Getting a business card without a Social Security number
Elaine Pofeldt is a journalist whose articles on entrepreneurship and careers have appeared in Fortune, Working Mother, Money and many other publications. She is a former senior editor at Fortune Small Business magazine and an entrepreneur herself, as co-founder of 200kfreelancer.com. Her book, “The Million-Dollar, One-Person Business,” was released in 2018. She writes "Your Business Credit," a weekly column about small business and credit, for CreditCards.com.
Dear Your Business Credit,
I am a foreign national from Italy who just formed an LLC in New York City. Can I get a business credit card on my company's bank account with a TIN if I do not have a SSN yet? -- Enrico
The short answer is yes, but you may have to do some digging.
In case you missed my earlier column on this subject, you will need to submit a Taxpayer Identification Number (TIN) to get a business credit card. A Social Security number is the most common type of TIN, but there are others. Often card issuers require you to submit a Social Security number, but in some cases you can use an Employer Identification Number (EIN).
Here's where things get tricky: To apply for an Employer Identification Number, you usually need a Social Security number. However, there's an exception. You can also use the Individual Taxpayer Identification Number (ITIN) to apply for an EIN. It is available to immigrants and their spouses who can't get a Social Security number in some cases.
The trick is finding a card that will let you use the EIN without a Social Security number.
I would suggest selecting a group of cards that fit your criteria and then narrowing down the list to those for which you can qualify with the EIN alone. CreditCards.com publishes a list of business credit cards where you can comparison shop.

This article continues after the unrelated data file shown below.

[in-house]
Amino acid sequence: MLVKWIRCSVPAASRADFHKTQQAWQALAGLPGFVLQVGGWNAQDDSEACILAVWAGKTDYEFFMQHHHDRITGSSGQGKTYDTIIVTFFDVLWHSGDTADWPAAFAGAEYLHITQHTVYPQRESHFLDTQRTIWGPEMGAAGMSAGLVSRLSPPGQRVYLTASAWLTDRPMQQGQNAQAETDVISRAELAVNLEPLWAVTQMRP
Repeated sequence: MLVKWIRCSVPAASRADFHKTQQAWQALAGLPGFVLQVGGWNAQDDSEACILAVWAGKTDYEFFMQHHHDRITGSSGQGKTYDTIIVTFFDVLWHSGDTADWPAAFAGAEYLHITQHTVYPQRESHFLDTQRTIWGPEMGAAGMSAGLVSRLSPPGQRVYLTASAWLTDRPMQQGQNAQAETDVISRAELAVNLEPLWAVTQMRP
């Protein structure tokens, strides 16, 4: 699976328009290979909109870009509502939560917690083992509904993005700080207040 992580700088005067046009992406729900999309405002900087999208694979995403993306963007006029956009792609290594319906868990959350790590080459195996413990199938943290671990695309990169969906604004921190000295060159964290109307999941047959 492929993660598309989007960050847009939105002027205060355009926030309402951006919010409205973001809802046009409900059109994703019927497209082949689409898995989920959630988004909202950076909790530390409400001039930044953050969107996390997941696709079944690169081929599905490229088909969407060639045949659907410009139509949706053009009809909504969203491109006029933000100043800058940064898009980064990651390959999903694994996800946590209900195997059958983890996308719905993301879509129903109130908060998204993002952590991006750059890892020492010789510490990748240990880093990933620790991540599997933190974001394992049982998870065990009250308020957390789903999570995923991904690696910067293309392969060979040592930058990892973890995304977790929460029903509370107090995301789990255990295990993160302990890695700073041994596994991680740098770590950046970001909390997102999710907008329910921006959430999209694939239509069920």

To save time, select several cards that meet your business's needs and, before you fill out any online applications, call the card issuers to ask if you can apply without a Social Security number. Completing the paperwork can be time consuming. Just because the initial form you fill out gives you the option of using an EIN, it doesn't mean the card issuer won't ask you for a Social Security number at a later point in the process, as one reader pointed out on the last post.
You may also want to check with your bank to see if it offers any business credit cards for which you would be eligible, using the same identification information you used to open your business bank account. If you work with a professional such as an accountant or attorney whose clients include other foreign nationals, he or she may also be able to give you leads on cards other clients have used.
Since you formed an LLC, I am assuming you are seeking a business credit card to separate your spending at the business from your personal spending, so you don't weaken the legal protections of the LLC. If this is why you need a credit card, the debit card you got when you opened your business bank account can be a good substitute. Obviously, a debit card does not give you access to money outside of your own cash, so this won't help you if you need the card for outside financing.
If you can't find a credit card issuer that will let you apply without an Social Security Number, and you need financing, consider trying to get a loan from your friends and family. Many an entrepreneur started out getting a first loan this way -- and you generally don't have to fill out any paperwork.
Meet CreditCards.com's reader Q&A experts
Does a personal finance problem have you worried? Monday through Saturday, CreditCards.com's Q&A experts answer questions from readers. Ask a question, or click on any expert to see their previous answers.
- Can a business offer discounts to customers who pay with cash? – A few states still ban credit card surcharges, but discounts for paying with cash are allowed under federal law. Here's what you need to know ...
- How businesses can enter sales, calculate liability from gift cards – Calculating a business's costs and potential liability from selling gift cards is complicated, but there are written rules about it. Here's what you need to know ...
- Still using authorized-user card after primary holder died? What to do – If the primary holder of a credit card on which you're an authorized user dies, you can't continue to use the card as it is illegal. If you have, these are your options ...